described previously.' Portions 9f the coated loop that were accessible to a borescope were visually examined. The entire loop was radiographed. We determined that all surfaces of the loop were coated, but that several small cracks occurred in the coating at the corners of two joints where tubing was welded together at approximately a 90" angle. Also, the coating was thinner in one cross member than elsewhere, and a 'h-in.-diam blister occurred in the cross member near one of the joints mentioned above. Subsequently, we coated the two joints and the cross member again. Radiography revealed that the cracks on the joints were filled, the blister was covered, and the coating thickness in the cross member was comparable to other parts of the loop; however, a new crack was found in the cross member. This crack was probably caused by the large difference in thermal expansion between tungsten and Hastelloy N. The cross member was coated again, but the crack persisted, and further attempts to coat the loop have not been made. Several specimens of types 304 and 430 stainless steel were nickel plated by the electroless method so that the adherence of tungsten and molybdenum coatings to the specimens could be evaluated. The plating method used for these specimens yielded a phosphorus content of about 2% in the nickel plate compared with about 8% phosphorus in specimens plated previously. One specimen of each type steel was coated with about 0.OOCin.-thick tungsten. The coating was smooth in both cases but spalled from the type 430 specimen during bend testing. Another' pair of specimens was coated with about 0.001- to 0.004-in.-thick mo-
l l . J. I. Federer, MSR Program Semiannu. Progr. Rep. Feb.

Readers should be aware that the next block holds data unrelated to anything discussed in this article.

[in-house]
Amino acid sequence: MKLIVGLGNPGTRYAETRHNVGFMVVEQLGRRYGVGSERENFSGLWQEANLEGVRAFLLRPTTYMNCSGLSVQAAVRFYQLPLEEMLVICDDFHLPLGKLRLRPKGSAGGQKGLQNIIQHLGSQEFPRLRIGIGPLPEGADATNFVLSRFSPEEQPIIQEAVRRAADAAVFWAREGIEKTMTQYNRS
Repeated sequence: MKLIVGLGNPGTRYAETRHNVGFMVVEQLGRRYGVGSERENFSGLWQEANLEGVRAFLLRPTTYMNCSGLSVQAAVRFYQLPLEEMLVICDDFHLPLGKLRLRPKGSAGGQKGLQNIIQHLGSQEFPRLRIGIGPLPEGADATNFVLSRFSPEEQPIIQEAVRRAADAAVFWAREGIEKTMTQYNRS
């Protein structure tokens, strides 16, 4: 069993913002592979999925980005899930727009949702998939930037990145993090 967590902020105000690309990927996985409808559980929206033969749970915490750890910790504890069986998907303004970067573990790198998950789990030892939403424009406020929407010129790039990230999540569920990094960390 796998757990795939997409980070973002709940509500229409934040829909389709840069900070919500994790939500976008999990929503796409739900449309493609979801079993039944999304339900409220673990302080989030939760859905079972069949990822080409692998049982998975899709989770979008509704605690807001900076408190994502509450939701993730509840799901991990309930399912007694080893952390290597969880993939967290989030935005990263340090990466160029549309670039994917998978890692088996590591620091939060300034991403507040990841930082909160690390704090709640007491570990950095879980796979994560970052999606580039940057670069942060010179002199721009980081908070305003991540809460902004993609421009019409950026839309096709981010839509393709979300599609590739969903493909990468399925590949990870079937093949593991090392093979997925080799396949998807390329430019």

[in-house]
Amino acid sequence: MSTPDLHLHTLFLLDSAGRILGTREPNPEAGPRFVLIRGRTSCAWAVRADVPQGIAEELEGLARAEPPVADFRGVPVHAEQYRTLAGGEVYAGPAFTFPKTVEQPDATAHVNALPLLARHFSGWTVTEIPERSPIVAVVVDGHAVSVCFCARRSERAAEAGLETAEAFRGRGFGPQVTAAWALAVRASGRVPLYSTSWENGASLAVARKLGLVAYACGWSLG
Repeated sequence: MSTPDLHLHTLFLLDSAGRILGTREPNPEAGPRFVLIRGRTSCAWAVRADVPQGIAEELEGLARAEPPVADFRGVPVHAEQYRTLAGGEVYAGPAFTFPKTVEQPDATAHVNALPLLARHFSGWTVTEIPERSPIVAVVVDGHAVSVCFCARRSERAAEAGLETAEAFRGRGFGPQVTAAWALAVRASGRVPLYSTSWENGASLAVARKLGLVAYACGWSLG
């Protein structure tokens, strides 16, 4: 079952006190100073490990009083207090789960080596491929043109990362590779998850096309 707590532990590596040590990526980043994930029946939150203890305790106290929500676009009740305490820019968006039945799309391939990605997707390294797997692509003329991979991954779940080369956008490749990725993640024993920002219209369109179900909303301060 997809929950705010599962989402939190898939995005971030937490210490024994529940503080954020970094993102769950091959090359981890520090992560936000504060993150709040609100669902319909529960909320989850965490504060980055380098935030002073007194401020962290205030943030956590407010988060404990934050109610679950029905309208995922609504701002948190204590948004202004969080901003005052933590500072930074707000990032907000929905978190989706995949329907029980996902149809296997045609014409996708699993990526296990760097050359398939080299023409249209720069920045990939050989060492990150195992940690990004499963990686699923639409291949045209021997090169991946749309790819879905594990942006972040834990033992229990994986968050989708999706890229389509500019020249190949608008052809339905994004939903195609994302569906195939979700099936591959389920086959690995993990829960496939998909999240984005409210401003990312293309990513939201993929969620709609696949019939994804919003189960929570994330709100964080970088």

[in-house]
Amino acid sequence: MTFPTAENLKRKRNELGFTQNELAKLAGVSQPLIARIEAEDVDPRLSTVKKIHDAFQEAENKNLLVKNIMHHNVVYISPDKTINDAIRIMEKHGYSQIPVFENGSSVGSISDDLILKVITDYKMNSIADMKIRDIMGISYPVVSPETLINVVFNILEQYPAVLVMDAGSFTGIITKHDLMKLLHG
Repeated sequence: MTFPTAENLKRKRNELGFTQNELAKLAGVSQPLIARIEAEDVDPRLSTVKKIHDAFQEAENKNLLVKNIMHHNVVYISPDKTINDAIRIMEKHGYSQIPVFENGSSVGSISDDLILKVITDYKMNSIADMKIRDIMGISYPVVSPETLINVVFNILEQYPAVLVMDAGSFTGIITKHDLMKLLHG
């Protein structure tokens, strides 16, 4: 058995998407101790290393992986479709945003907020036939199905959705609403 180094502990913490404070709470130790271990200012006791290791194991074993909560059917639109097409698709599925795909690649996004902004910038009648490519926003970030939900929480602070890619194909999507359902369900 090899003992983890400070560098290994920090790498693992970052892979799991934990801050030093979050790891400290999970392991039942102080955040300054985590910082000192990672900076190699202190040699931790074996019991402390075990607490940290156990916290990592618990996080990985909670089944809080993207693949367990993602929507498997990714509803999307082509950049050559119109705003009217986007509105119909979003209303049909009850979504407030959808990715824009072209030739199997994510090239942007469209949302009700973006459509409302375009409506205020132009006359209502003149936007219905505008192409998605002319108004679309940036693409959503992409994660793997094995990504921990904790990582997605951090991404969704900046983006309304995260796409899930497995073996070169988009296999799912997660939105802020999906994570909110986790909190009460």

28,1971,0RNL4676, pp. 231-32.
lybdenum. The coating on the type 304 specimen was too rough for accurate thickness measurements. The coating on the type 430 specimen was much smoother but spalled during bend testing. Since previous experiments showed that molybdenum coats smoothly on specimens electroplated with nickel, we believe that the electroless nickel was responsible for the poor coating characteristics. These results and the previous observation' that both tungsten and molybdenum coatings are less adherent to electroless nickel containing about 8% phosphorus indicate that electroless nickel is inferior to electroplated nickel for promoting adherence.
14.7 MOLYBDENUM DEPOSITION FROM M o F ~ J. W. Koger
We have continued to conduct experiments to optimize the conditions for coating stainless steel with molybdenum by contacting the stainless steel with a molten fluoride salt containing MoF6. Holding temperature and time constant, we have determined the concentration of Mop6 which must be added to our salt mixture to get a coating. Future plans involve an evaluation of time and temperature effects on coating rates and coating integrity. In one of our more successful .runs, microprobe analysis' of the type 316 stainless steel capsule on which molybdenum was deposited showed that molybdenum was deposited at the sample surface and that grain boundaries at least 350 I./ into the metal were enriched in molybdenum.
12. Performed by H. Mateer, T. J. Henson. and R. S. Crouse of the Metals and Ceramics Division.